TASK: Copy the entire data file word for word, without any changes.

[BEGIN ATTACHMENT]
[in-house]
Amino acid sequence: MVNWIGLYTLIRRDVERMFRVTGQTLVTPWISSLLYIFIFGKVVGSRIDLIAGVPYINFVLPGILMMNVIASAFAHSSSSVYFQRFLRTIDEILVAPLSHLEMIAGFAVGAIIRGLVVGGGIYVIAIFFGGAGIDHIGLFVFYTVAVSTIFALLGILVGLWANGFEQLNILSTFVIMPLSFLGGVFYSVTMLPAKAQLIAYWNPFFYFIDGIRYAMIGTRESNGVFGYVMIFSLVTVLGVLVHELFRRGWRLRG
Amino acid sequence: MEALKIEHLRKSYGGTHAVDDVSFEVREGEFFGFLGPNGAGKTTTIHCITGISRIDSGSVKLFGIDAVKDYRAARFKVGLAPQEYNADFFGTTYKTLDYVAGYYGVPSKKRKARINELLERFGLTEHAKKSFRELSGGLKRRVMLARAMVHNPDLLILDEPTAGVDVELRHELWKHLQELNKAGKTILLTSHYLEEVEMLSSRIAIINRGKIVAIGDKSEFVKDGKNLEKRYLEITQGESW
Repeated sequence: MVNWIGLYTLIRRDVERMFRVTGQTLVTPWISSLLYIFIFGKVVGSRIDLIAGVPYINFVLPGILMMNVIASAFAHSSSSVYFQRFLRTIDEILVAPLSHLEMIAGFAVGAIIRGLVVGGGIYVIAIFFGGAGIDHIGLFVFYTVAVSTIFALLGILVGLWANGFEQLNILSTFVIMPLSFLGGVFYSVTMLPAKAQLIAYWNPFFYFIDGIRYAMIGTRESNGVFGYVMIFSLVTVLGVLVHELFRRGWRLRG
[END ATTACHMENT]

[in-house]
Amino acid sequence: MVNWIGLYTLIRRDVERMFRVTGQTLVTPWISSLLYIFIFGKVVGSRIDLIAGVPYINFVLPGILMMNVIASAFAHSSSSVYFQRFLRTIDEILVAPLSHLEMIAGFAVGAIIRGLVVGGGIYVIAIFFGGAGIDHIGLFVFYTVAVSTIFALLGILVGLWANGFEQLNILSTFVIMPLSFLGGVFYSVTMLPAKAQLIAYWNPFFYFIDGIRYAMIGTRESNGVFGYVMIFSLVTVLGVLVHELFRRGWRLRG
Amino acid sequence: MEALKIEHLRKSYGGTHAVDDVSFEVREGEFFGFLGPNGAGKTTTIHCITGISRIDSGSVKLFGIDAVKDYRAARFKVGLAPQEYNADFFGTTYKTLDYVAGYYGVPSKKRKARINELLERFGLTEHAKKSFRELSGGLKRRVMLARAMVHNPDLLILDEPTAGVDVELRHELWKHLQELNKAGKTILLTSHYLEEVEMLSSRIAIINRGKIVAIGDKSEFVKDGKNLEKRYLEITQGESW
Repeated sequence: MVNWIGLYTLIRRDVERMFRVTGQTLVTPWISSLLYIFIFGKVVGSRIDLIAGVPYINFVLPGILMMNVIASAFAHSSSSVYFQRFLRTIDEILVAPLSHLEMIAGFAVGAIIRGLVVGGGIYVIAIFFGGAGIDHIGLFVFYTVAVSTIFALLGILVGLWANGFEQLNILSTFVIMPLSFLGGVFYSVTMLPAKAQLIAYWNPFFYFIDGIRYAMIGTRESNGVFGYVMIFSLVTVLGVLVHELFRRGWRLRG